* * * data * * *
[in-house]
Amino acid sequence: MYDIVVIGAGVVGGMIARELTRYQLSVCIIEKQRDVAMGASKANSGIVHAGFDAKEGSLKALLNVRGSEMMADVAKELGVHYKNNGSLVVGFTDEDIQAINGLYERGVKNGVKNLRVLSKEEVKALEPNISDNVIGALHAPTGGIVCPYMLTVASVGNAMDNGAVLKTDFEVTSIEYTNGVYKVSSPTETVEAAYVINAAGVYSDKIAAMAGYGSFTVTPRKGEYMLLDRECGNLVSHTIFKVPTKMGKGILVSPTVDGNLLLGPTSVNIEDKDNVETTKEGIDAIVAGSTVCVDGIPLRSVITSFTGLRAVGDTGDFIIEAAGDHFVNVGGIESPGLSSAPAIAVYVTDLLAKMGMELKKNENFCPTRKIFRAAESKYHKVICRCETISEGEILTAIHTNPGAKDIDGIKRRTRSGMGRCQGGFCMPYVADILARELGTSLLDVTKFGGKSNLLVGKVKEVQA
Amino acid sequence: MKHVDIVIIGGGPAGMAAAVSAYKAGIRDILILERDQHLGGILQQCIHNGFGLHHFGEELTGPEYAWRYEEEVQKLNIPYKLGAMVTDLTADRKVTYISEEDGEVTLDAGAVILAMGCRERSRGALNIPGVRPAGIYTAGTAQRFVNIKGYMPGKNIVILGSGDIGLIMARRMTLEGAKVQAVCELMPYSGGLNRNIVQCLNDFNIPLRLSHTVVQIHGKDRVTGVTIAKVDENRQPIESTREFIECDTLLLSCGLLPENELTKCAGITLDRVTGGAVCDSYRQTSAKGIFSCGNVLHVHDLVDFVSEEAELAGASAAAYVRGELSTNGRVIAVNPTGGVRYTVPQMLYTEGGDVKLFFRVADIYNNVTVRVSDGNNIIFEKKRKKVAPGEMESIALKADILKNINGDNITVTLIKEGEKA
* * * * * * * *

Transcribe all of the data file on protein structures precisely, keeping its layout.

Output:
[in-house]
Amino acid sequence: MYDIVVIGAGVVGGMIARELTRYQLSVCIIEKQRDVAMGASKANSGIVHAGFDAKEGSLKALLNVRGSEMMADVAKELGVHYKNNGSLVVGFTDEDIQAINGLYERGVKNGVKNLRVLSKEEVKALEPNISDNVIGALHAPTGGIVCPYMLTVASVGNAMDNGAVLKTDFEVTSIEYTNGVYKVSSPTETVEAAYVINAAGVYSDKIAAMAGYGSFTVTPRKGEYMLLDRECGNLVSHTIFKVPTKMGKGILVSPTVDGNLLLGPTSVNIEDKDNVETTKEGIDAIVAGSTVCVDGIPLRSVITSFTGLRAVGDTGDFIIEAAGDHFVNVGGIESPGLSSAPAIAVYVTDLLAKMGMELKKNENFCPTRKIFRAAESKYHKVICRCETISEGEILTAIHTNPGAKDIDGIKRRTRSGMGRCQGGFCMPYVADILARELGTSLLDVTKFGGKSNLLVGKVKEVQA
Amino acid sequence: MKHVDIVIIGGGPAGMAAAVSAYKAGIRDILILERDQHLGGILQQCIHNGFGLHHFGEELTGPEYAWRYEEEVQKLNIPYKLGAMVTDLTADRKVTYISEEDGEVTLDAGAVILAMGCRERSRGALNIPGVRPAGIYTAGTAQRFVNIKGYMPGKNIVILGSGDIGLIMARRMTLEGAKVQAVCELMPYSGGLNRNIVQCLNDFNIPLRLSHTVVQIHGKDRVTGVTIAKVDENRQPIESTREFIECDTLLLSCGLLPENELTKCAGITLDRVTGGAVCDSYRQTSAKGIFSCGNVLHVHDLVDFVSEEAELAGASAAAYVRGELSTNGRVIAVNPTGGVRYTVPQMLYTEGGDVKLFFRVADIYNNVTVRVSDGNNIIFEKKRKKVAPGEMESIALKADILKNINGDNITVTLIKEGEKA